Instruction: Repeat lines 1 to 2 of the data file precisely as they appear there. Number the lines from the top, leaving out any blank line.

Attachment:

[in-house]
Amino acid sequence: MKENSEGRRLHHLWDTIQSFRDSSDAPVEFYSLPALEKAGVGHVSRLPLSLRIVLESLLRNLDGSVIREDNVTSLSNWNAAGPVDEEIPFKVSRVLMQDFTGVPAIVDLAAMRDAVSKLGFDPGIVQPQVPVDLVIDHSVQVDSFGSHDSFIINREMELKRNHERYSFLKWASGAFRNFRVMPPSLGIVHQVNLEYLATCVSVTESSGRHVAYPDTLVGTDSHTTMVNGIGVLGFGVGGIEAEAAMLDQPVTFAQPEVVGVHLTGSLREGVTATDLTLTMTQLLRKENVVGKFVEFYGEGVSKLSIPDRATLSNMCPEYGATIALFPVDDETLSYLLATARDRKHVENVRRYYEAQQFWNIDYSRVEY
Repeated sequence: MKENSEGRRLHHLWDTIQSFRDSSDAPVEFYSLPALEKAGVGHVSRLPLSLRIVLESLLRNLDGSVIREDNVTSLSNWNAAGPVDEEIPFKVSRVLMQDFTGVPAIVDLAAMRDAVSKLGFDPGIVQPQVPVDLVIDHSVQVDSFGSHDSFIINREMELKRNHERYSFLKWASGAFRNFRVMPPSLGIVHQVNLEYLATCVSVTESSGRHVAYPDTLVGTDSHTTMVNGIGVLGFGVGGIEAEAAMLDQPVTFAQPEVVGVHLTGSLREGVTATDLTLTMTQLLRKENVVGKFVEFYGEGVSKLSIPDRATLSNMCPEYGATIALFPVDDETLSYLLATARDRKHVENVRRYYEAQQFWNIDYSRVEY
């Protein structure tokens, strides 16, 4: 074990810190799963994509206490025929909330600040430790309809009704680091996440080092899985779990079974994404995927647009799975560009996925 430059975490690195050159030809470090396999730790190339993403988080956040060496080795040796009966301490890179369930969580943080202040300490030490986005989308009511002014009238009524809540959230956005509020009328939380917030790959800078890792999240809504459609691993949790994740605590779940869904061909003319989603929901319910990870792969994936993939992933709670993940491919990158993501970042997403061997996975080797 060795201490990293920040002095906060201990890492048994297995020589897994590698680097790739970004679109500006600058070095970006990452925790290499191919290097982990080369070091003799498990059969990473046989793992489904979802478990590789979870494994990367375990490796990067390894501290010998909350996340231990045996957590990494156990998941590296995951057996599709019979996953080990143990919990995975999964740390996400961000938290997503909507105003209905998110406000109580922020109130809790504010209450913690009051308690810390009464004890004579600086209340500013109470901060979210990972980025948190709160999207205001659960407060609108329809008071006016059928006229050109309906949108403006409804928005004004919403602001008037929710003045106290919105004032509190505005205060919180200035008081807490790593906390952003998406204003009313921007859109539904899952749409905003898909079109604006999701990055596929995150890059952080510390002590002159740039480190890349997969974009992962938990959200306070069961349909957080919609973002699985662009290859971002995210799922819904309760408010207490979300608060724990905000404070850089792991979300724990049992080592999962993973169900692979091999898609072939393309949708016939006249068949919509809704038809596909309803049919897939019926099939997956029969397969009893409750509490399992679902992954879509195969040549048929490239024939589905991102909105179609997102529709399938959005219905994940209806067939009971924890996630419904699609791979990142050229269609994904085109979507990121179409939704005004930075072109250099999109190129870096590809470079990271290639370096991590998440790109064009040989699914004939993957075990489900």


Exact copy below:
[in-house]
Amino acid sequence: MKENSEGRRLHHLWDTIQSFRDSSDAPVEFYSLPALEKAGVGHVSRLPLSLRIVLESLLRNLDGSVIREDNVTSLSNWNAAGPVDEEIPFKVSRVLMQDFTGVPAIVDLAAMRDAVSKLGFDPGIVQPQVPVDLVIDHSVQVDSFGSHDSFIINREMELKRNHERYSFLKWASGAFRNFRVMPPSLGIVHQVNLEYLATCVSVTESSGRHVAYPDTLVGTDSHTTMVNGIGVLGFGVGGIEAEAAMLDQPVTFAQPEVVGVHLTGSLREGVTATDLTLTMTQLLRKENVVGKFVEFYGEGVSKLSIPDRATLSNMCPEYGATIALFPVDDETLSYLLATARDRKHVENVRRYYEAQQFWNIDYSRVEY